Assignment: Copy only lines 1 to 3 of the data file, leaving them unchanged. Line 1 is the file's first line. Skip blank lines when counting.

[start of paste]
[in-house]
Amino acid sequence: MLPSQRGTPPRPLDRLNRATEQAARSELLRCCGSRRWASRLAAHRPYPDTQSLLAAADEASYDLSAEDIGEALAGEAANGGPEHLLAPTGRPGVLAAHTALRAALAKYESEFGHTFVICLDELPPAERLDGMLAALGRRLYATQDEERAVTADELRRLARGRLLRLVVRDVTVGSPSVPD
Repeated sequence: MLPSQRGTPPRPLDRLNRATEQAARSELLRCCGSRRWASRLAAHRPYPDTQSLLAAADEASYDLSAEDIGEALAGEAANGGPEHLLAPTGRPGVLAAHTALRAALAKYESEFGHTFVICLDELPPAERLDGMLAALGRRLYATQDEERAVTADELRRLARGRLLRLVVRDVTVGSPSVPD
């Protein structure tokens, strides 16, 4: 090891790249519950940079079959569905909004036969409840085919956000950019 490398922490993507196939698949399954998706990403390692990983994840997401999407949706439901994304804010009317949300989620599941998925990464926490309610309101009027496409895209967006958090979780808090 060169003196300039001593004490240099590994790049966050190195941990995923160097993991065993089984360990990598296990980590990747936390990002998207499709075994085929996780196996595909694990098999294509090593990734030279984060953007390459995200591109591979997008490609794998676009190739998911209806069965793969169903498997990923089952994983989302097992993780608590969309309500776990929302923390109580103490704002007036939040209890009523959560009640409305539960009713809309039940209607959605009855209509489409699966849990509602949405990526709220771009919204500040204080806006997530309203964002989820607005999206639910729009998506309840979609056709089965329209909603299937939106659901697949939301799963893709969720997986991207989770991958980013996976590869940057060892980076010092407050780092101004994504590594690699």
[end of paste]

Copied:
[in-house]
Amino acid sequence: MLPSQRGTPPRPLDRLNRATEQAARSELLRCCGSRRWASRLAAHRPYPDTQSLLAAADEASYDLSAEDIGEALAGEAANGGPEHLLAPTGRPGVLAAHTALRAALAKYESEFGHTFVICLDELPPAERLDGMLAALGRRLYATQDEERAVTADELRRLARGRLLRLVVRDVTVGSPSVPD
Repeated sequence: MLPSQRGTPPRPLDRLNRATEQAARSELLRCCGSRRWASRLAAHRPYPDTQSLLAAADEASYDLSAEDIGEALAGEAANGGPEHLLAPTGRPGVLAAHTALRAALAKYESEFGHTFVICLDELPPAERLDGMLAALGRRLYATQDEERAVTADELRRLARGRLLRLVVRDVTVGSPSVPD